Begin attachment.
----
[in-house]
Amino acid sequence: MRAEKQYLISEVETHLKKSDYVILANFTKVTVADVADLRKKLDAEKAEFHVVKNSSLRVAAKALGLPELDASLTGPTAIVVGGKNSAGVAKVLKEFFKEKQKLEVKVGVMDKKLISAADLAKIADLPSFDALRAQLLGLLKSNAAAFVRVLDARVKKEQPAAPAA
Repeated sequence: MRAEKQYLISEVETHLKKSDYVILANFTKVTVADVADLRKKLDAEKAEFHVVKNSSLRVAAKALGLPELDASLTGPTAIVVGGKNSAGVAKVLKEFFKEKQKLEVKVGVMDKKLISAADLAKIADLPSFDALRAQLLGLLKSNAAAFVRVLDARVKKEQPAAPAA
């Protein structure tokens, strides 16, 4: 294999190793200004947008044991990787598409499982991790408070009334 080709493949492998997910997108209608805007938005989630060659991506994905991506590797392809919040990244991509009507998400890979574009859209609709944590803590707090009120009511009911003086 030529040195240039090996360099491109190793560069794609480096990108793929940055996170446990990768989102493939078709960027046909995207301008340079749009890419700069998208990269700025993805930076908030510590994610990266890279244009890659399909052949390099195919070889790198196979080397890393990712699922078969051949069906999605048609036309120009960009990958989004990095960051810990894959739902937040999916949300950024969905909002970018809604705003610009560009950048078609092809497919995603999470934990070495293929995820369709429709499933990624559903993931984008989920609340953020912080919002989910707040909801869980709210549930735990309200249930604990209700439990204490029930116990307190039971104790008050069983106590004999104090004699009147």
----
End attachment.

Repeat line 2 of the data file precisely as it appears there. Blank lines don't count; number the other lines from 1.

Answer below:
Amino acid sequence: MRAEKQYLISEVETHLKKSDYVILANFTKVTVADVADLRKKLDAEKAEFHVVKNSSLRVAAKALGLPELDASLTGPTAIVVGGKNSAGVAKVLKEFFKEKQKLEVKVGVMDKKLISAADLAKIADLPSFDALRAQLLGLLKSNAAAFVRVLDARVKKEQPAAPAA